Every year we spend a considerable amount of money in shopping clothes. At the end of the year, our financial records might give us an idea of the amount of money we spent on clothes. Do we have a track of the kind of impact these clothes make on the environment? How about a trustable secure record of the environmental footprint we leave?
Americas and the European Union alone generate 32 million tonnes of textile waste every year, which is sent to landfills and incinerators. The short lifespan of garments (global average of 3 years) is a significant contributing factor to such huge waste generation. Estimates suggest by extending the lifespan by a mere 6 months, the carbon footprint generated can be decreased by 10%.
If extending the lifespan of clothes could do such wonders, imagine the kind of effect that would be created by recycling, reusing, renting and repairing these clothes. There has been very little of the 4R’s that happen in the industry, when the fact is that almost 100% of the clothes are recyclable, repairable, rentable and reusable.
This makes huge economic sense to Brands, Consumer and Suppliers. According to the World Resources Institute, 57 percent of cotton is grown in areas with high to extremely high levels of water stress. Moreover, given that it takes roughly 20,000 liters of water to produce one kilogram of cotton, the crop is susceptible to shifting weather patterns and droughts, while also contributing to increased water scarcity.
If the Fashion value chain continues to use resources such as Cotton the same way, the cost of product will go up. A large Fashion Brand concluded that an increase of $0.01 per pound in cotton prices would influence the cost of sales by $3 million at 2017 production levels. This way of Fashion consumption is unsustainable when some 1.8 billion people are expected to join the global consuming class by 2025, a 75 percent increase over 2010 (‘Urban world: Cities and the rise of the consuming class’, McKinsey Global Institute, June 2012)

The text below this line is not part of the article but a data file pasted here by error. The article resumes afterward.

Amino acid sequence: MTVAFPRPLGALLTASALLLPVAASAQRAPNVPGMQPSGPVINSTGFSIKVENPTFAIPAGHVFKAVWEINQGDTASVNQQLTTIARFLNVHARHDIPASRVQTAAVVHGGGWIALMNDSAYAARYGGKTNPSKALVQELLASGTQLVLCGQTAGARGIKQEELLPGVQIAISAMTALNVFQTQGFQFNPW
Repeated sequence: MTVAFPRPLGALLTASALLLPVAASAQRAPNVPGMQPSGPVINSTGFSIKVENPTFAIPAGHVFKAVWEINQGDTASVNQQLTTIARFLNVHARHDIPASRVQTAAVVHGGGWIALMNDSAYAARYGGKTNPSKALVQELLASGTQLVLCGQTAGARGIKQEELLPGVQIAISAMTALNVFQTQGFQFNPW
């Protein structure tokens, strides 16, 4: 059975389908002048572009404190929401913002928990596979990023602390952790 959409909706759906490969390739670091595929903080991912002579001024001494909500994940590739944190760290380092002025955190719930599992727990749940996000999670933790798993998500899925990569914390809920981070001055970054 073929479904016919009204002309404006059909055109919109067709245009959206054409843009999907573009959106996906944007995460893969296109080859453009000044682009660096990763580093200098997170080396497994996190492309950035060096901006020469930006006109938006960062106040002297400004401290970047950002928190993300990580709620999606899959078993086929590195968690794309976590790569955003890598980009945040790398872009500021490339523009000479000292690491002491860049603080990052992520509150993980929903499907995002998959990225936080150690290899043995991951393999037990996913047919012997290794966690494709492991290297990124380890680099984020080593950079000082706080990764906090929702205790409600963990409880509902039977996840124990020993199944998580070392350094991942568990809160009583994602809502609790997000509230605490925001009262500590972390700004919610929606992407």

Significant change is needed from consumers, Brands, suppliers and other regulatory bodies to make the fashion industry more circular.
Blockchain as a technology holds tremendous potential in making this change easier for all the people involved. By enabling various brands and suppliers to collect, manage and approve the single version of TRUTH about the sustainability footprint of the product across the value chain. The technology enables users to make informed choices. Some of the potential use cases are
Designers get access to the unit level sustainability footprint when designing a product – accurate LCA (based on actual production sites) helps better design from a sustainability perspective
Brands can ascertain the sustainability footprint of the facility and every product across the entire value chain, helping to move towards a more circular supply chain
Suppliers can measure, manage and communicate the sustainability footprint on various aspects and take corrective action easily.
Consumers can get access to “THEIR SUSTAINABILITY FOOTPRINT” and at a scan of the product understand the impact of their purchase
The whole process of collecting and authenticating the inputs from the highly diverse, geographically distributed suppliers to calculate the footprint has been a huge challenge for the industry. We have been able to leverage the power of distributed ledger in obtaining a single trustable record of the sustainability footprint of various products and in-turn a sustainability record of brands, suppliers and consumers.
We are currently executing a LARGE-SCALE PROGRAM aimed at measuring and improving the sustainability footprint of a product with suppliers across three continents. Watch this space for more updates from this initiative. To know more write to email@example.com or request for a demo